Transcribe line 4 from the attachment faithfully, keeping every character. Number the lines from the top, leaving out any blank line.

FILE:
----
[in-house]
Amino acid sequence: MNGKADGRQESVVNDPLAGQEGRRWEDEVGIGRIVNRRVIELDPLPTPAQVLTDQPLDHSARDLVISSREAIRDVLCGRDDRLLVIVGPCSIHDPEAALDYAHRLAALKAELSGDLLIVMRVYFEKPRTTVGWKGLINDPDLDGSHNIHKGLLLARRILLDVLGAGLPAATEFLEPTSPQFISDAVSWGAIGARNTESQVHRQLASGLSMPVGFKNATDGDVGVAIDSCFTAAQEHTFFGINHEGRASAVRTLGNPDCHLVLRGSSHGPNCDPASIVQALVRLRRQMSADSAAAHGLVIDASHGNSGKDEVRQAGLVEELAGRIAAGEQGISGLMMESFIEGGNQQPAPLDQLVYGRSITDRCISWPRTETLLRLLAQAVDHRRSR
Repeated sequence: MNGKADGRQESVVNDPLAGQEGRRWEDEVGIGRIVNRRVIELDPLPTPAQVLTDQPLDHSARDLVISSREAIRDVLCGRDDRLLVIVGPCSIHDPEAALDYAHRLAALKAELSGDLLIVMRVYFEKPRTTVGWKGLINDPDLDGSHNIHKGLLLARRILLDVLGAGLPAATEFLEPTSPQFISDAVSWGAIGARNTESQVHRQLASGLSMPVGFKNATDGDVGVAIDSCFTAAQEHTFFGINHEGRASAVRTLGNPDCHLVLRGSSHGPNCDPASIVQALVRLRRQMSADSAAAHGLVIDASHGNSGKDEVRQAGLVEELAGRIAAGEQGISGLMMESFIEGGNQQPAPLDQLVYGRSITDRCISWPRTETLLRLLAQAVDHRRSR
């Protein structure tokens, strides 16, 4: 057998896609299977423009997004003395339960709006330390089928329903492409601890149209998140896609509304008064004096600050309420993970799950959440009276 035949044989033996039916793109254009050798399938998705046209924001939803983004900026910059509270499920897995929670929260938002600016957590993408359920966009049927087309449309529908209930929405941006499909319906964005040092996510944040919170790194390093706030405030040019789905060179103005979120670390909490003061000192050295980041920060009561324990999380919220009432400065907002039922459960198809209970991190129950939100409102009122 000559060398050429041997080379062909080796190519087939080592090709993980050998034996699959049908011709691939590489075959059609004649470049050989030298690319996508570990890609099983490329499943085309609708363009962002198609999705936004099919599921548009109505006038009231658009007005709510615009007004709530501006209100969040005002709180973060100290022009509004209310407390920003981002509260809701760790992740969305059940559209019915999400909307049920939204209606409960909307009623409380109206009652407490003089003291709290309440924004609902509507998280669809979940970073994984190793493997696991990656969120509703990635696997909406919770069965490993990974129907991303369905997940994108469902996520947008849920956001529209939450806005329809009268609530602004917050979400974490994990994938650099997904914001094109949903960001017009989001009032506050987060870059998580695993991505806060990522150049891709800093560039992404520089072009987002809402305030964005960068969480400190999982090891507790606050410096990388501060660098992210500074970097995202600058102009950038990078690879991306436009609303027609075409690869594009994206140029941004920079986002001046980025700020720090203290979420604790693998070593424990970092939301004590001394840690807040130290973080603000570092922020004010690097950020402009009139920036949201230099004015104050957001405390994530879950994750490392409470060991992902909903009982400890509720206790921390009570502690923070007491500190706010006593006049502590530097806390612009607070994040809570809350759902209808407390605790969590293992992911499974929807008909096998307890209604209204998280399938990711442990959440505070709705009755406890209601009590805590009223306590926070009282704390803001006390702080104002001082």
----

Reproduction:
């Protein structure tokens, strides 16, 4: 057998896609299977423009997004003395339960709006330390089928329903492409601890149209998140896609509304008064004096600050309420993970799950959440009276 035949044989033996039916793109254009050798399938998705046209924001939803983004900026910059509270499920897995929670929260938002600016957590993408359920966009049927087309449309529908209930929405941006499909319906964005040092996510944040919170790194390093706030405030040019789905060179103005979120670390909490003061000192050295980041920060009561324990999380919220009432400065907002039922459960198809209970991190129950939100409102009122 000559060398050429041997080379062909080796190519087939080592090709993980050998034996699959049908011709691939590489075959059609004649470049050989030298690319996508570990890609099983490329499943085309609708363009962002198609999705936004099919599921548009109505006038009231658009007005709510615009007004709530501006209100969040005002709180973060100290022009509004209310407390920003981002509260809701760790992740969305059940559209019915999400909307049920939204209606409960909307009623409380109206009652407490003089003291709290309440924004609902509507998280669809979940970073994984190793493997696991990656969120509703990635696997909406919770069965490993990974129907991303369905997940994108469902996520947008849920956001529209939450806005329809009268609530602004917050979400974490994990994938650099997904914001094109949903960001017009989001009032506050987060870059998580695993991505806060990522150049891709800093560039992404520089072009987002809402305030964005960068969480400190999982090891507790606050410096990388501060660098992210500074970097995202600058102009950038990078690879991306436009609303027609075409690869594009994206140029941004920079986002001046980025700020720090203290979420604790693998070593424990970092939301004590001394840690807040130290973080603000570092922020004010690097950020402009009139920036949201230099004015104050957001405390994530879950994750490392409470060991992902909903009982400890509720206790921390009570502690923070007491500190706010006593006049502590530097806390612009607070994040809570809350759902209808407390605790969590293992992911499974929807008909096998307890209604209204998280399938990711442990959440505070709705009755406890209601009590805590009223306590926070009282704390803001006390702080104002001082």